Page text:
The first issue to cover is how devices communicate with each other. They do this by sending "unicast" messages to one another using the destination B/IP address. How is the BACnet message itself packaged? The obvious solution is to take advantage of the 'data' portion of the UDP packet to contain the APDU. IP already has a networking layer, so the simplest solution would seem to be to just encapsulate the APDU portion of the BACnet frame. But the NPCI may contain important information such as the version number, priority, whether the message should be routed to a non-BACnet/IP node, and so on. Therefore, the entire NPDU is encapsulated.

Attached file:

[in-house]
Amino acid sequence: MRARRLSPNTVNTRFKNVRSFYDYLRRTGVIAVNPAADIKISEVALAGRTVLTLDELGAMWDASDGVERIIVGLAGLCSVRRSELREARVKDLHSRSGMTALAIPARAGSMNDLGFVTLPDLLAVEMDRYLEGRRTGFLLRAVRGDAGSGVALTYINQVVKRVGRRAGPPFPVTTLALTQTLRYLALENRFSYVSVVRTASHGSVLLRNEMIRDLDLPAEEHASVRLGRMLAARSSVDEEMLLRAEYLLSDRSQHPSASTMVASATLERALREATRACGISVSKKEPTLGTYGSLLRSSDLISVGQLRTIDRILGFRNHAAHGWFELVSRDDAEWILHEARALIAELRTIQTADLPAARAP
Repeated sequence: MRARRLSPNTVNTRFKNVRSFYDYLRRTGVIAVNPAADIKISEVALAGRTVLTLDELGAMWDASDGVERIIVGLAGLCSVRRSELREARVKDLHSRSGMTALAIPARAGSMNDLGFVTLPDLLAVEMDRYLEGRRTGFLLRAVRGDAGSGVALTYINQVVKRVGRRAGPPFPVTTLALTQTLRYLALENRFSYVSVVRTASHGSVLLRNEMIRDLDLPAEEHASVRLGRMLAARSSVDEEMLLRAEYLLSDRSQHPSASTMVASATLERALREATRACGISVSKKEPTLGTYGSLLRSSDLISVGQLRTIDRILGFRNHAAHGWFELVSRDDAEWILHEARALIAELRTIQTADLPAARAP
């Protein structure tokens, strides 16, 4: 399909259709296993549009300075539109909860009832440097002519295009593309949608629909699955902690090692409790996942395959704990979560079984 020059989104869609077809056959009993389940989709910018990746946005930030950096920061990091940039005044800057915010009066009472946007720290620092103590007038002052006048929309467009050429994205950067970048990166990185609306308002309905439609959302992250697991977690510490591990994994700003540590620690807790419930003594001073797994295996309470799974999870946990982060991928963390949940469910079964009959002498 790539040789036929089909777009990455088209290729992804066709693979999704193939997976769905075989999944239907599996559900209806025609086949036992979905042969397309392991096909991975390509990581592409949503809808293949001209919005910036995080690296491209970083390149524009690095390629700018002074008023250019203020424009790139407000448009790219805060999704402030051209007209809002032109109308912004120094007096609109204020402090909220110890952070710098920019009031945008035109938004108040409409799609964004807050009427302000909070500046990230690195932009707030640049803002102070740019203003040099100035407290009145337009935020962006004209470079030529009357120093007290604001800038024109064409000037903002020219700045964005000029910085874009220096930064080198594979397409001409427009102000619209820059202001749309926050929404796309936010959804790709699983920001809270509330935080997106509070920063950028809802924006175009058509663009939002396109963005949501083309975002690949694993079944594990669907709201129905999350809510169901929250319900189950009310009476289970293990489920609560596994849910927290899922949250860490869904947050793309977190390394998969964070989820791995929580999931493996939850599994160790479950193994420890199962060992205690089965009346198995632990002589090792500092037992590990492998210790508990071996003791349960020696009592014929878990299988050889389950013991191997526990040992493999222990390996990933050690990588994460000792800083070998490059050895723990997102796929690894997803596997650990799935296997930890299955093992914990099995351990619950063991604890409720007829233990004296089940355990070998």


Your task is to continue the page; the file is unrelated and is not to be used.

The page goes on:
A further problem is that some BACnet/IP devices may need to know how a message was conveyed, whether by unicast or broadcast addressing. We'll see why shortly. Since some commercially available IP protocol implementations don't provide this information to the recipient, we have had to create a sure-fire method to make the addressing mode available to the higher protocol layers. Enter the BVLL "Original-Unicast-NPDU" and "Original-Broadcast-NPDU."
The BVLCI indicates that this is an Original-Unicast-NPDU.
The NPCI in this simple example shows that this is "data expecting a reply."